In the end, any deal will matter much more to you than it does to us – sure we can embarrass Labor and dump a few Ministers but at the end of the day whether there is a Green or a Labor member in those seats will not affect whether or not we form government (because there is only likely to be the one independent Craig Ingram, and so unless we get 44 seats between us and the Nats we won’t be the Government).

    So, how much do you want representation in the Lower House, with the possibility of a share in a Labor-Green Government? And don’t even bother offering us preferences in Lower House seats – we know that Greens voters give about 80% of their preferences to Labor no matter what your cards say. What we want is some Upper House “Above-the-Line” preferences in some of the Regions. You don’t have to direct all the votes to us ahead of Labor – you can “split” your ticket and effectively give half to the Coalition and half to Labor.

    So do you want the possibility of a role in Government, or do you want to remain in the refined air of the Legislative Council? Just think of all the parties that never made it to the lower houses, where Governments are formed – do you want to be different? You have a great opportunity here, but we are not going to give it away for free. The ball’s in your court – what can you give us?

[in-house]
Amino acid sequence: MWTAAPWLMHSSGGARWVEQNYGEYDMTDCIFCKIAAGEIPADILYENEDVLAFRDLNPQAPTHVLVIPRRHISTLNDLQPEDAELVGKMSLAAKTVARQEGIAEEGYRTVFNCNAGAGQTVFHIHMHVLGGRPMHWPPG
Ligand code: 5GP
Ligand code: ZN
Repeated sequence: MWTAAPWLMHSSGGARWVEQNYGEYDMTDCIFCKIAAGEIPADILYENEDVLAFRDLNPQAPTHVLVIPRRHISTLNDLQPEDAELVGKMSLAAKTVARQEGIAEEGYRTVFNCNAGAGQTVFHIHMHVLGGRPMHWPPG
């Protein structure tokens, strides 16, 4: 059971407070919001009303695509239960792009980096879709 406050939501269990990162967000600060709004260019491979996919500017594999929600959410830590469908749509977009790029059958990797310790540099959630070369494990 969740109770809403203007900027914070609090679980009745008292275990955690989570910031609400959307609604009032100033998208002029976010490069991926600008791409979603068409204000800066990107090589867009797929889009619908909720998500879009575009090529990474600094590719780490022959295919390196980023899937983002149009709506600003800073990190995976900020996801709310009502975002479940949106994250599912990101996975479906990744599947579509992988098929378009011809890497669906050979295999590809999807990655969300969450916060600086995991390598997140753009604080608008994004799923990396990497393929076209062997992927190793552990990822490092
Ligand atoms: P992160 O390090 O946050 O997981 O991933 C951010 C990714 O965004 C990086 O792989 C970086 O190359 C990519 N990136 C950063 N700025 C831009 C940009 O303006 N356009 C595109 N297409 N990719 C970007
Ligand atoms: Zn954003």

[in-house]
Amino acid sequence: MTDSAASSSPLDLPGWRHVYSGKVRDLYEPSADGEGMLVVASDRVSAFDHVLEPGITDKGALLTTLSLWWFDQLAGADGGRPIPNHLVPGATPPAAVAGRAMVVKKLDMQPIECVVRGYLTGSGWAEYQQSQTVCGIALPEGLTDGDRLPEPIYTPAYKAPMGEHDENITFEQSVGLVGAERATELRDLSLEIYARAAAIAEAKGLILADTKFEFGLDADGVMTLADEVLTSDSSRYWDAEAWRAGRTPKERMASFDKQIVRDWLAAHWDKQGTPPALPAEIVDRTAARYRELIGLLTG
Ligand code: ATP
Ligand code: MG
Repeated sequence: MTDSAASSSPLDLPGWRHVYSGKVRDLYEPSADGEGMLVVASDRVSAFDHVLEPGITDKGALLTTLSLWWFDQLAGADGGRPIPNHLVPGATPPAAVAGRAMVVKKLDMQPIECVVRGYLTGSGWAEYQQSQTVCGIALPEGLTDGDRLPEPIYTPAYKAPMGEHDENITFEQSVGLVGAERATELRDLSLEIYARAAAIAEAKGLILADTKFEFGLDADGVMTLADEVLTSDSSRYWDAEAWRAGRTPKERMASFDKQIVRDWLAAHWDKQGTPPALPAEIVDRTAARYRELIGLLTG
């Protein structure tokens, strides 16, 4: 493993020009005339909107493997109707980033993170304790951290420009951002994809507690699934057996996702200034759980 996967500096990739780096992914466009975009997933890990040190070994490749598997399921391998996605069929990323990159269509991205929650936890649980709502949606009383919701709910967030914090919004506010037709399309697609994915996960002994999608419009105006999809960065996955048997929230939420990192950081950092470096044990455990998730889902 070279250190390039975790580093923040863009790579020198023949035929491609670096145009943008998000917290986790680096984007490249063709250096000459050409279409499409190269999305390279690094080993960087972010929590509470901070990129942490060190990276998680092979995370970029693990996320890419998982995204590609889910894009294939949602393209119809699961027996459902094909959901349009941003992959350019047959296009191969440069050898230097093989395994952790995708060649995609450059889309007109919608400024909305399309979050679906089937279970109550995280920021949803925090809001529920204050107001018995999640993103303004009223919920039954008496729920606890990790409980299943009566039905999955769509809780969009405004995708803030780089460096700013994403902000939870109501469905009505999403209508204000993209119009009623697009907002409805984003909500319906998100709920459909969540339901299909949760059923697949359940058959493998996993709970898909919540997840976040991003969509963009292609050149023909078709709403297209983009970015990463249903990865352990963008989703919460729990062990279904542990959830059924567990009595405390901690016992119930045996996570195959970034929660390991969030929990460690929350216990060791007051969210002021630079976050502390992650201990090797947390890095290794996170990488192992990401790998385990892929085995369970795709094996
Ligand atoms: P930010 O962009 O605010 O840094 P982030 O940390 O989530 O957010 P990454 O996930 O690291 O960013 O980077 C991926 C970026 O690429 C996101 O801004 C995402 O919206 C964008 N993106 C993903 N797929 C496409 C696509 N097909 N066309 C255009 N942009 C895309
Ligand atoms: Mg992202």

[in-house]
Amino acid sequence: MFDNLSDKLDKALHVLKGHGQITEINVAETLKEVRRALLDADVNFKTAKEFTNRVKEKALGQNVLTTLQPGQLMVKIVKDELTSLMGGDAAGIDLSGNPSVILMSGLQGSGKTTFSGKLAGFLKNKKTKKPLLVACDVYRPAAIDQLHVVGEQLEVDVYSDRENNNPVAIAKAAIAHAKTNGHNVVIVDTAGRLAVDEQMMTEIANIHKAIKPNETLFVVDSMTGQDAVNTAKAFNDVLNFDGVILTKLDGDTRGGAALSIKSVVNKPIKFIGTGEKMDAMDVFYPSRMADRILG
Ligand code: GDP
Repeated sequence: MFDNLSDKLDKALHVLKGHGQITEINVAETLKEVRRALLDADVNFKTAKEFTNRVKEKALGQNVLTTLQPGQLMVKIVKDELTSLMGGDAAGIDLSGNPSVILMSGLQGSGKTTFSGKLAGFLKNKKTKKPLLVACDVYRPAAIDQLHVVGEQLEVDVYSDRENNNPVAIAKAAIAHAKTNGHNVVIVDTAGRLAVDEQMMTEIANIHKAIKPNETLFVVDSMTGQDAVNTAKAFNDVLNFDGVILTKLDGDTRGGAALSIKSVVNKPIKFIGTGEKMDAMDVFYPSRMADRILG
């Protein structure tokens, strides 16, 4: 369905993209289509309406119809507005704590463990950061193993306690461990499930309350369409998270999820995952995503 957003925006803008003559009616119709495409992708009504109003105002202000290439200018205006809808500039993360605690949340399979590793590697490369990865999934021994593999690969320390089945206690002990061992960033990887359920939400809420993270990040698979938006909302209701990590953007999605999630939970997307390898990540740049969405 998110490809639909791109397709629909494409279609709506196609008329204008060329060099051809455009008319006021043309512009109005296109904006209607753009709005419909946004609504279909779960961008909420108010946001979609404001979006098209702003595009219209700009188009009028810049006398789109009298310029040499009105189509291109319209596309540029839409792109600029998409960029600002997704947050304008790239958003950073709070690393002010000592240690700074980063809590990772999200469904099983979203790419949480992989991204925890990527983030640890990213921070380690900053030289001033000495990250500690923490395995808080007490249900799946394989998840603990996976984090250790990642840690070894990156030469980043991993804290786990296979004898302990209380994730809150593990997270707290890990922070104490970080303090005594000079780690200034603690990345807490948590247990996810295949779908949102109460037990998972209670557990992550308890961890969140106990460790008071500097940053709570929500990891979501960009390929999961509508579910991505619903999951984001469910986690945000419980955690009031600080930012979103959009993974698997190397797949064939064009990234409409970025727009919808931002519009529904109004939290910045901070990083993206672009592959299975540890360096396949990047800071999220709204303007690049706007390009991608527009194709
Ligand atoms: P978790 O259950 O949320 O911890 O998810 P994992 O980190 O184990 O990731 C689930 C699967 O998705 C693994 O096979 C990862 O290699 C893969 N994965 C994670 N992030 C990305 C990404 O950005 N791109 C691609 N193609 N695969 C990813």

9. 11

    The ALP would have “a vote for the Greens is a vote for the Liberals/Coalition” adds running within hours of the ATL preferences being published by the VEC and the Greens vote would drop. A Green LC split ticket would be psephologically interesting because the increase in the Green BTL vote and the decrease in the Green ATL vote. If the ALP retained a majority with the help of Liberal preferences then the Greens might be disposed to mention it as much as possible. In the LCV only 5 preferences are required for a formal BLT vote.

    With the margins from the Commonwealth election showing reasonable margins in the Greens favour in state Melbourne and Richmond (7.5% and 5% respectively) the Liberals might decide that running split tickets would divert the most ALP resources in those seats and would also be quite psephologically interesting.

  10. Would the Liberals really need a “payback” for giving the Greens preferences in these inner city seats? Surely the prospect of making trouble between Labor and the Greens is reward enough.

  11. [Would the Liberals really need a “payback”]
    There are many federal libs who are fairly browned off that the party didn’t try and get anything out of the greens for the preferences in Melbourne (and those others that the Greens didn’t win).